Boxer professes to marvel at how she has suddenly become the hot Democratic celebrity. She is lionized by her blogger fans as “a true liberal, unlike the weenie-Dems in the Senate and House.” She “has the courage of her convictions,” one blogger wrote, comparing her favorably to the “conscience of the Senate,” the late Paul Wellstone (D-Minn.).
“I’m rather amazed at the response,” she said in an interview. “I’ve been this way all my life.”
And she was amused when “Saturday Night Live” parodied her questioning of Rice and her hair, which Boxer, 64, recently frosted, so that “if and when the gray starts growing in I don’t have to worry.” The skit lampooned her use of charts during the Rice hearings by, among other things, placing a miniature volcano on her desk and having it erupt periodically.
“I never laughed so hard,” she said. “They nailed the whole debate. It was really a great takeoff on how I make my case.”
There is talk that she may be a dark-horse candidate for president (presidentboxer.blogspot.com is promoting the idea) and her Senate staff says 30 bouquets from supporters arrived in her office after she contested the 2004 election results.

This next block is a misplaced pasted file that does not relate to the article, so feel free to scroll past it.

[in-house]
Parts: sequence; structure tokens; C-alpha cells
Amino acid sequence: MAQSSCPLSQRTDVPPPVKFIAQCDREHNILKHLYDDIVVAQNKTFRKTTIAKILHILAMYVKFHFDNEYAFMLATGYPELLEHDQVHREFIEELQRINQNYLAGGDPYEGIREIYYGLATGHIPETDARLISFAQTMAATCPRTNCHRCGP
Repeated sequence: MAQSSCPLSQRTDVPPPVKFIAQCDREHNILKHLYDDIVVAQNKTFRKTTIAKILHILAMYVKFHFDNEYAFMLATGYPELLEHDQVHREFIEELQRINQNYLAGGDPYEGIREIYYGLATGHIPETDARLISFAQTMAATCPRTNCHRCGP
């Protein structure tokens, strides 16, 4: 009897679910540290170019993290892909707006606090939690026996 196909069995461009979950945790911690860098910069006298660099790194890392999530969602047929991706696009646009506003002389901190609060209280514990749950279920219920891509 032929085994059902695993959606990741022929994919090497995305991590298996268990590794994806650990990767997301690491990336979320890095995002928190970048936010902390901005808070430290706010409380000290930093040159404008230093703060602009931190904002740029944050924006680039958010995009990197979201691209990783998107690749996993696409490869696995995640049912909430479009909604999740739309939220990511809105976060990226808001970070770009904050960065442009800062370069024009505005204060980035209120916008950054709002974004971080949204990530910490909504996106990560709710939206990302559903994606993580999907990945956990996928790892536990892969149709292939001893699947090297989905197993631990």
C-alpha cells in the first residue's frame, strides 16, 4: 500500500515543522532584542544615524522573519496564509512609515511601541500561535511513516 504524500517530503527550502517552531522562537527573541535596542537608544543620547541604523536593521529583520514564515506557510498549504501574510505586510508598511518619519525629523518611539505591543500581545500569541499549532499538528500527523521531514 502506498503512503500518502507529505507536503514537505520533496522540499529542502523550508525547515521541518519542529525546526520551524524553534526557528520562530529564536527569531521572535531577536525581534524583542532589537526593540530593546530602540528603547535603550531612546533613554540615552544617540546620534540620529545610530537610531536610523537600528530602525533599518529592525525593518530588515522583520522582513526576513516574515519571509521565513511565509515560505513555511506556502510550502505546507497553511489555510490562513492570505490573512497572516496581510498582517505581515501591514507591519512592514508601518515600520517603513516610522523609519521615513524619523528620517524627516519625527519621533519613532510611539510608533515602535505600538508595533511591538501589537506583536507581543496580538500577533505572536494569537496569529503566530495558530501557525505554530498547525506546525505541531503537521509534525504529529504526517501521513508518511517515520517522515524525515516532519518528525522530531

But Boxer eschews any suggestion of ambition for higher office.
“I would not run for president,” she said. “I really like what I’m doing now. People say I’m giving them energy and hope.”
She also may be giving Democrats political cover -- playing the bad cop to help party leaders like Senate Minority Leader Harry Reid (D-Nevada) avoid the fate that befell former Senate Minority Leader Tom Daschle (D-S.D.), who was defeated after Republicans targeted him for blocking judicial nominations.
Unlike Reid and Daschle, Boxer (like Sen. Charles E. Schumer of New York) comes from a solidly blue state where her fervent liberal views are less likely to provoke a backlash.